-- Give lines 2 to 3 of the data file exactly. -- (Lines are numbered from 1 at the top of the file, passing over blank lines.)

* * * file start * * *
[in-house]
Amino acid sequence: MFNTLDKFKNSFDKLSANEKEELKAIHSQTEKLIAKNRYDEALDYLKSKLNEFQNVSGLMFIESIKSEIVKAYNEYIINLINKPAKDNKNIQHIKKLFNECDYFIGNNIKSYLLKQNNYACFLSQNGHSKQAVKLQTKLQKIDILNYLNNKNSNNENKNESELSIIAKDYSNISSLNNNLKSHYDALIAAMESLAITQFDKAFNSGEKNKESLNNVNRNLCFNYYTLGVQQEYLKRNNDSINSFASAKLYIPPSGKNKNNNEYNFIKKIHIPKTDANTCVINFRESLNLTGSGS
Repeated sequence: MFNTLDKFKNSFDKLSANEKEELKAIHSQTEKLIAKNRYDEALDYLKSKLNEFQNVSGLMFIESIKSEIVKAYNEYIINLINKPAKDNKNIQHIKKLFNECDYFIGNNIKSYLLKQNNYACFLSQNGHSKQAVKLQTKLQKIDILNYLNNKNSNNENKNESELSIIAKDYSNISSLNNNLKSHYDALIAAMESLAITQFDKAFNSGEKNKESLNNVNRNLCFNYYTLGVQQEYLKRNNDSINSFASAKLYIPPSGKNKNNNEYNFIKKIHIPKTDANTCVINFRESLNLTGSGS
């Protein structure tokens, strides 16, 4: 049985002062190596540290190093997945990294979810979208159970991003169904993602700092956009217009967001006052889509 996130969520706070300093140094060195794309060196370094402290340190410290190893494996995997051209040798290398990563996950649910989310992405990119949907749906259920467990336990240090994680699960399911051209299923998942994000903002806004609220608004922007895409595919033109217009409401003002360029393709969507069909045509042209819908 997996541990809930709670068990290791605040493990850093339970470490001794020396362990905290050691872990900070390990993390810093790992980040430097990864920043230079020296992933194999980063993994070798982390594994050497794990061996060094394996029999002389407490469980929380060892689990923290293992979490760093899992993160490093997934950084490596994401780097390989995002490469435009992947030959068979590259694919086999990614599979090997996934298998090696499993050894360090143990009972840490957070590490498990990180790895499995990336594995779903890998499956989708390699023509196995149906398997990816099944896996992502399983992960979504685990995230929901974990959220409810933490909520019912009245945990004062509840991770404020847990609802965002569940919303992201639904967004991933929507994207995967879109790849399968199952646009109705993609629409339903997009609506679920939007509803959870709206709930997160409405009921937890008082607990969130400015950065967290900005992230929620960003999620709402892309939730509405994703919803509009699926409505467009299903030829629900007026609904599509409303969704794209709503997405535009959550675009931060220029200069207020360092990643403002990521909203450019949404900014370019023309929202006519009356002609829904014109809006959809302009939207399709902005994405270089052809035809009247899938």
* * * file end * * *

Amino acid sequence: MFNTLDKFKNSFDKLSANEKEELKAIHSQTEKLIAKNRYDEALDYLKSKLNEFQNVSGLMFIESIKSEIVKAYNEYIINLINKPAKDNKNIQHIKKLFNECDYFIGNNIKSYLLKQNNYACFLSQNGHSKQAVKLQTKLQKIDILNYLNNKNSNNENKNESELSIIAKDYSNISSLNNNLKSHYDALIAAMESLAITQFDKAFNSGEKNKESLNNVNRNLCFNYYTLGVQQEYLKRNNDSINSFASAKLYIPPSGKNKNNNEYNFIKKIHIPKTDANTCVINFRESLNLTGSGS
Repeated sequence: MFNTLDKFKNSFDKLSANEKEELKAIHSQTEKLIAKNRYDEALDYLKSKLNEFQNVSGLMFIESIKSEIVKAYNEYIINLINKPAKDNKNIQHIKKLFNECDYFIGNNIKSYLLKQNNYACFLSQNGHSKQAVKLQTKLQKIDILNYLNNKNSNNENKNESELSIIAKDYSNISSLNNNLKSHYDALIAAMESLAITQFDKAFNSGEKNKESLNNVNRNLCFNYYTLGVQQEYLKRNNDSINSFASAKLYIPPSGKNKNNNEYNFIKKIHIPKTDANTCVINFRESLNLTGSGS